Supreme Court Of India

Sathi Roop Lal V. Malti Thapar (Mrs.)

Civil Appeal No. 197 Of 1995. 13-03-1996

JUDGMENT

1. This appeal is preferred by the unsuccessful petitioner who had filed an election petition challenging the election of Respondent 1, the successful candidate, who was declared elected by a margin of seven votes on 20-2-1992. Immediately after the counting was over and the appellant-petitioner realised that he was unsuccessful, he had preferred an application for recount on the ground that the margin was narrow and the number of rejected votes being fairly high, it was appropriate to meet the ends of justice to recount the votes, and also because two ballot papers were lost. On this application, the Returning Officer passed an order on that very day, the relevant part whereof reads as under

"Keeping in view the request of Sathi Roop Lal, I ordered re-count of all the rejected votes which was conducted by me in the presence of Sathi Roop Lal and Mrs Malti and the Central Observer, appointed by the Election Commission. During the re-count of rejected votes, two valid votes, one in favour of Mrs Malti and the other in favour of Sathi Roop Lal were found. Accordingly, the result was prepared and subsequently announced. At the end of it, Mrs Malti signed while Sathi Roop Lal refused to sign after this count." *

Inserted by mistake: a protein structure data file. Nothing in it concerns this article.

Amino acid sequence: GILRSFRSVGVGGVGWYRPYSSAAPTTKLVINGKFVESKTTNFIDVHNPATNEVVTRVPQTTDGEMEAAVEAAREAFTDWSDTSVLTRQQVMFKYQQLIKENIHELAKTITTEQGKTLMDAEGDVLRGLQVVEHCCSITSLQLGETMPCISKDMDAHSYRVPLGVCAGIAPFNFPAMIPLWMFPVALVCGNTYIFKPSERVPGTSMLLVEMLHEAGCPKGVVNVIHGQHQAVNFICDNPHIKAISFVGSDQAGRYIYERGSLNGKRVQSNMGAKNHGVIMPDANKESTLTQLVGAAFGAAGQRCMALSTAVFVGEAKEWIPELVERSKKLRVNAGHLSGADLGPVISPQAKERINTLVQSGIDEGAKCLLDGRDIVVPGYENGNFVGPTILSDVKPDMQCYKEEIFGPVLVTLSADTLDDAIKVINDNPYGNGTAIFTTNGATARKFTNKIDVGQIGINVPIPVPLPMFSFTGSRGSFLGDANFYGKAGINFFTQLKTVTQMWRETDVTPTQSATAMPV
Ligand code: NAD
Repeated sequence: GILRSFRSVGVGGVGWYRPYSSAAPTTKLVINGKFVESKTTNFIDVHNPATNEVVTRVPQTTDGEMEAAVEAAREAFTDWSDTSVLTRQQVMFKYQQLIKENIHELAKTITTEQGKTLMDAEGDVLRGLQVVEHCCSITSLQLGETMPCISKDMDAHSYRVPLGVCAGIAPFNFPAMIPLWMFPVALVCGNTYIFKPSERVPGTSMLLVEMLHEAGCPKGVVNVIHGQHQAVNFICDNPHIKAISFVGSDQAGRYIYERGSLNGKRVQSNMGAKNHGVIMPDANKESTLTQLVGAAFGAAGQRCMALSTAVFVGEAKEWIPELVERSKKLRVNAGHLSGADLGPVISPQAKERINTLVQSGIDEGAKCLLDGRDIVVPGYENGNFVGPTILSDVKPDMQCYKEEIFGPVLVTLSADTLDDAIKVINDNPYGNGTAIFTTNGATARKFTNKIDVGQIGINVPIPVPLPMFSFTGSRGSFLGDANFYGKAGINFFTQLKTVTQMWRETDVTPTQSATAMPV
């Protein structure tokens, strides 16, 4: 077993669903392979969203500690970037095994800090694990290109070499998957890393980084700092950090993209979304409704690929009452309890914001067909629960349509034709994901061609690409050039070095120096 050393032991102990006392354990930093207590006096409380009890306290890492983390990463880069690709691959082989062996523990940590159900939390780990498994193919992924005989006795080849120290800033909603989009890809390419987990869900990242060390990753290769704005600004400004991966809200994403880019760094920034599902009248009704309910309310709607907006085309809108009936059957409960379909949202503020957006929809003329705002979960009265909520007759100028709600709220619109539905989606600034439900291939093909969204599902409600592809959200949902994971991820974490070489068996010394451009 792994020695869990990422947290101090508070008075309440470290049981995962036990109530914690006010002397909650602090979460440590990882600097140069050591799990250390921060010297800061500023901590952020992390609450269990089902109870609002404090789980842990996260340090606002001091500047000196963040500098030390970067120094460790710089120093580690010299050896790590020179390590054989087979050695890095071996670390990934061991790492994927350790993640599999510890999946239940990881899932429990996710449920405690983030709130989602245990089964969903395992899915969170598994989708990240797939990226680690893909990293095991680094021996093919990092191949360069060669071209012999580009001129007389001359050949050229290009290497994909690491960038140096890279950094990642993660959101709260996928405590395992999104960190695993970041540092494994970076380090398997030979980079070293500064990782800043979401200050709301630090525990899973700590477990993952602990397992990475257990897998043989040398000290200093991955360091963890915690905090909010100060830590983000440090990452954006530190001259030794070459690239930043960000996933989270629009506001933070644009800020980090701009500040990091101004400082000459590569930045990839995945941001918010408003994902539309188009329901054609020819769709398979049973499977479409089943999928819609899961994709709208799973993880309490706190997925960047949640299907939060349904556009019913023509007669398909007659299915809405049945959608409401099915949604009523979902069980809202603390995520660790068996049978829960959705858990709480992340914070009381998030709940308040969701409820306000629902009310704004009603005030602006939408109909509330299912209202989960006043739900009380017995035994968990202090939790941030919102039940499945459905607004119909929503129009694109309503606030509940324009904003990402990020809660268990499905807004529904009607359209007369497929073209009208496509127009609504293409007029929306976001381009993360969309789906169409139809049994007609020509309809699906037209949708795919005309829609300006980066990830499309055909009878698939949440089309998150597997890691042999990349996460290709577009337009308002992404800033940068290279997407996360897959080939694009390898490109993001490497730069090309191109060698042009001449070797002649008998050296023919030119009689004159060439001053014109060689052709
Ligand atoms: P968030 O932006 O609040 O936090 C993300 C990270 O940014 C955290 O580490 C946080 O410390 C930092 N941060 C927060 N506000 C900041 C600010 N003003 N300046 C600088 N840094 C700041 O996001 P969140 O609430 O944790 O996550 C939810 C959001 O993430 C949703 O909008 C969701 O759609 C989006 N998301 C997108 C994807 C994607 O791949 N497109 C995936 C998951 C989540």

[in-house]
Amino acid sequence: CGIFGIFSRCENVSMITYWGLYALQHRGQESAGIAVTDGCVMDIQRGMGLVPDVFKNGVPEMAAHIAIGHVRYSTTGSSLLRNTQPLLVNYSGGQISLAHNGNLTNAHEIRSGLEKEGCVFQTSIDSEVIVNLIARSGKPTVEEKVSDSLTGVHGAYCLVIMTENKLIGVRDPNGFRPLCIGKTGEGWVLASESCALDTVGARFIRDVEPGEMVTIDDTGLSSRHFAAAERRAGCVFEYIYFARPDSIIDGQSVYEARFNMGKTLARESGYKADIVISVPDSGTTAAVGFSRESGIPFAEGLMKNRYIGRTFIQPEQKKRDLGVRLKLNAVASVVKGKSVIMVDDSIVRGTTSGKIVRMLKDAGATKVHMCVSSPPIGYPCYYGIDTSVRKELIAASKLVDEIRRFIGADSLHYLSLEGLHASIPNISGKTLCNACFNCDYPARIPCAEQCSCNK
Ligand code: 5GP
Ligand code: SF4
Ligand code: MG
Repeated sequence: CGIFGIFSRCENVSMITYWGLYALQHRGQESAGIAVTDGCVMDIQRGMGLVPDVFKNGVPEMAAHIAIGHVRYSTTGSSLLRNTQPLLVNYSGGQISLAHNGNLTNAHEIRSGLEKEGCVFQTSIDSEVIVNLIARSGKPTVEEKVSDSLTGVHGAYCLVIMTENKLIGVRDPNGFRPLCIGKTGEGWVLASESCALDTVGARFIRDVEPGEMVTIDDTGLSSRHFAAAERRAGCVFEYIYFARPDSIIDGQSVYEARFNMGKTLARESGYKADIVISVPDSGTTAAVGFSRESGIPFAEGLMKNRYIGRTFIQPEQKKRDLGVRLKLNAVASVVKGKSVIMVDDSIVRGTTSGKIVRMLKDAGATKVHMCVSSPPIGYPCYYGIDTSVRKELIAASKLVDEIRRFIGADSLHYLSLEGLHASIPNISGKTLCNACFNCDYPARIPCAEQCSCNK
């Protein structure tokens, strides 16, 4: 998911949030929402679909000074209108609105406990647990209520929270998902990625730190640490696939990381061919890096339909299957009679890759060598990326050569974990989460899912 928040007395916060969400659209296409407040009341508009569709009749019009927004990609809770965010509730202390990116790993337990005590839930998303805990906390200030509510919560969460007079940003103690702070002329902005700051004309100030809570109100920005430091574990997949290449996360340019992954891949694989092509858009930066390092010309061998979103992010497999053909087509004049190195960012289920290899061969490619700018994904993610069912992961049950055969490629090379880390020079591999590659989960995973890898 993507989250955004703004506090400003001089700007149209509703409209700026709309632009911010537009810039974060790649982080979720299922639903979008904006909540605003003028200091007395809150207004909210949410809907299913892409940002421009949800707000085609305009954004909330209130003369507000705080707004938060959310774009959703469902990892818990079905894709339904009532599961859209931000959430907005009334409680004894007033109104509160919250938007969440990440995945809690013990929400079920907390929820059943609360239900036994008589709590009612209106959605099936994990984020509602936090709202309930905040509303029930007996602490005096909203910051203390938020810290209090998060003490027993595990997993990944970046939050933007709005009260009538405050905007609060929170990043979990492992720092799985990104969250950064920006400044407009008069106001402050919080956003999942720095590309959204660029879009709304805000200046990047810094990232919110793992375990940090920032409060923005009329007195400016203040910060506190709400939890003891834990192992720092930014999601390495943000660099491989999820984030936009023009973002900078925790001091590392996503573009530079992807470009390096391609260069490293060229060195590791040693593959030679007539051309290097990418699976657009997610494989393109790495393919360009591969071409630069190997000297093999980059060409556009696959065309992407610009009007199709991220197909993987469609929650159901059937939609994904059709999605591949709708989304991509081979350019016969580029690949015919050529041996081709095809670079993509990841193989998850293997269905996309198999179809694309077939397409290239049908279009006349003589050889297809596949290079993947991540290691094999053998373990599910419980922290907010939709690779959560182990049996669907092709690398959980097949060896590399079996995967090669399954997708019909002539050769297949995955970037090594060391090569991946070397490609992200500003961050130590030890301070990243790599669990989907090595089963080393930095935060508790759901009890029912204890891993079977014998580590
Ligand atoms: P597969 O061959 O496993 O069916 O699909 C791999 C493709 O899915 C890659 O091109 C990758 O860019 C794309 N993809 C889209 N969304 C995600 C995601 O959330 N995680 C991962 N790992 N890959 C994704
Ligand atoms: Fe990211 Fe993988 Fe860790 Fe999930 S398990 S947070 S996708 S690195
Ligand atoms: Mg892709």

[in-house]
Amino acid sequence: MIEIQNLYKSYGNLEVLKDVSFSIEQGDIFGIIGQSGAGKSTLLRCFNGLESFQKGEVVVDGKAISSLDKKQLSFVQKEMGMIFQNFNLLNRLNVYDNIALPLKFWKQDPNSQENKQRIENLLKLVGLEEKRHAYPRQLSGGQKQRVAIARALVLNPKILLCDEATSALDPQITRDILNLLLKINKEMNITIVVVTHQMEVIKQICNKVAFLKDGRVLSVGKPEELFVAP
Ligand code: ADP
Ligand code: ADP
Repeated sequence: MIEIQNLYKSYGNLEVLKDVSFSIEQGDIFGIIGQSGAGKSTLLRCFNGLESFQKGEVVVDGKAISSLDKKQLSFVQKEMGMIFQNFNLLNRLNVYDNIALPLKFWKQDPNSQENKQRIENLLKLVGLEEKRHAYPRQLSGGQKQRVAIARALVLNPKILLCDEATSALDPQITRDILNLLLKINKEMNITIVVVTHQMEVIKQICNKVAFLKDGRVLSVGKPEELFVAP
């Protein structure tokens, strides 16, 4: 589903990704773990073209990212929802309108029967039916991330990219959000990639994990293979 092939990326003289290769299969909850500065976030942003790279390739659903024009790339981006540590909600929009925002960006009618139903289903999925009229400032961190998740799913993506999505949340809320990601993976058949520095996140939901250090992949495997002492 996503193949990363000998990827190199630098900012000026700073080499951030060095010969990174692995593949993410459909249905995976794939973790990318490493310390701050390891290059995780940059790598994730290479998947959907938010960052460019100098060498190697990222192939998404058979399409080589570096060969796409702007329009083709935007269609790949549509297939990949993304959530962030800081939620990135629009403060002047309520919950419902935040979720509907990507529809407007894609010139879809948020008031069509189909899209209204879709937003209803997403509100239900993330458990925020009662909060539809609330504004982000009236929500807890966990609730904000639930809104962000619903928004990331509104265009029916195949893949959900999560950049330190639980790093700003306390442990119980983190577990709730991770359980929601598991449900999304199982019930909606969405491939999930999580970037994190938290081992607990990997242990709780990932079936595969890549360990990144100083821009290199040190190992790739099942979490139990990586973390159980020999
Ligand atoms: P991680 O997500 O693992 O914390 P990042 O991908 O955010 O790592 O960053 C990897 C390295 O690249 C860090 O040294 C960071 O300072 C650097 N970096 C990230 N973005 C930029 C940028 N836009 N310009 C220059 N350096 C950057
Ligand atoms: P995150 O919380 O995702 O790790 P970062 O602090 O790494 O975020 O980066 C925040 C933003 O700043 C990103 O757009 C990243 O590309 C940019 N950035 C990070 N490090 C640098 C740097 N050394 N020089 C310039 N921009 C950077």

After the result was declared, the appellant challenged the election of the first respondent, once again claimed a re-count and prayed that he be declared elected. The first respondent contested the petition. The learned Judge of the High Court taking into consideration the pleadings of the parties framed three issues as under

1. Whether the result of the election insofar as it concerns Respondent 1 has been materially affected by the alleged non-compliance of the provisions of the rules or orders made under the Representation of the People Act, 1951 ?

2. Whether a case has been made out for ordering re-examination and re-count of the ballot-papers ?

3. Relief

2. On behalf of the petitioner as many as 13 witnesses were examined whereas the respondent examined five witnesses. The main controversy was twofold, namely, whether the petitioner was entitled to inspection of ballot papers and re-count and whether the election of the first respondent was vitiated on account of 22 bogus votes cast during the poll. The learned Judge in the High Court answered both these contentions in the negative and dismissed the election petition and hence this appeal